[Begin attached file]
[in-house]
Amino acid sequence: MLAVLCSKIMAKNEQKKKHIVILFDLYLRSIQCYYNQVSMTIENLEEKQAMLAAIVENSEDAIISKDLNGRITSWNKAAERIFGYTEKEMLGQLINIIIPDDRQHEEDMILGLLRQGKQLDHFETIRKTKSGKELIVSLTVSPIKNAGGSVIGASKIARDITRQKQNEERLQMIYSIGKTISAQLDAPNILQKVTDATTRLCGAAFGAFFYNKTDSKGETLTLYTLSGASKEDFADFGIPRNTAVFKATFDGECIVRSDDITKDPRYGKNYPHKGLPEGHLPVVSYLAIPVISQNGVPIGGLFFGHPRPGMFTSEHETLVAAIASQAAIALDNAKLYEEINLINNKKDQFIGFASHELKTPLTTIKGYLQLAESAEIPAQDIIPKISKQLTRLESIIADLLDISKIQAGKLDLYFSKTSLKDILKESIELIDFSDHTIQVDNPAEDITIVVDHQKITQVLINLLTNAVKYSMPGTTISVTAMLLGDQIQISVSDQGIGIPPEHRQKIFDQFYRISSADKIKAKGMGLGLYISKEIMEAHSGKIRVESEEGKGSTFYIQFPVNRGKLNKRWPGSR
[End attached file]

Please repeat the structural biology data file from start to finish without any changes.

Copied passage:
[in-house]
Amino acid sequence: MLAVLCSKIMAKNEQKKKHIVILFDLYLRSIQCYYNQVSMTIENLEEKQAMLAAIVENSEDAIISKDLNGRITSWNKAAERIFGYTEKEMLGQLINIIIPDDRQHEEDMILGLLRQGKQLDHFETIRKTKSGKELIVSLTVSPIKNAGGSVIGASKIARDITRQKQNEERLQMIYSIGKTISAQLDAPNILQKVTDATTRLCGAAFGAFFYNKTDSKGETLTLYTLSGASKEDFADFGIPRNTAVFKATFDGECIVRSDDITKDPRYGKNYPHKGLPEGHLPVVSYLAIPVISQNGVPIGGLFFGHPRPGMFTSEHETLVAAIASQAAIALDNAKLYEEINLINNKKDQFIGFASHELKTPLTTIKGYLQLAESAEIPAQDIIPKISKQLTRLESIIADLLDISKIQAGKLDLYFSKTSLKDILKESIELIDFSDHTIQVDNPAEDITIVVDHQKITQVLINLLTNAVKYSMPGTTISVTAMLLGDQIQISVSDQGIGIPPEHRQKIFDQFYRISSADKIKAKGMGLGLYISKEIMEAHSGKIRVESEEGKGSTFYIQFPVNRGKLNKRWPGSR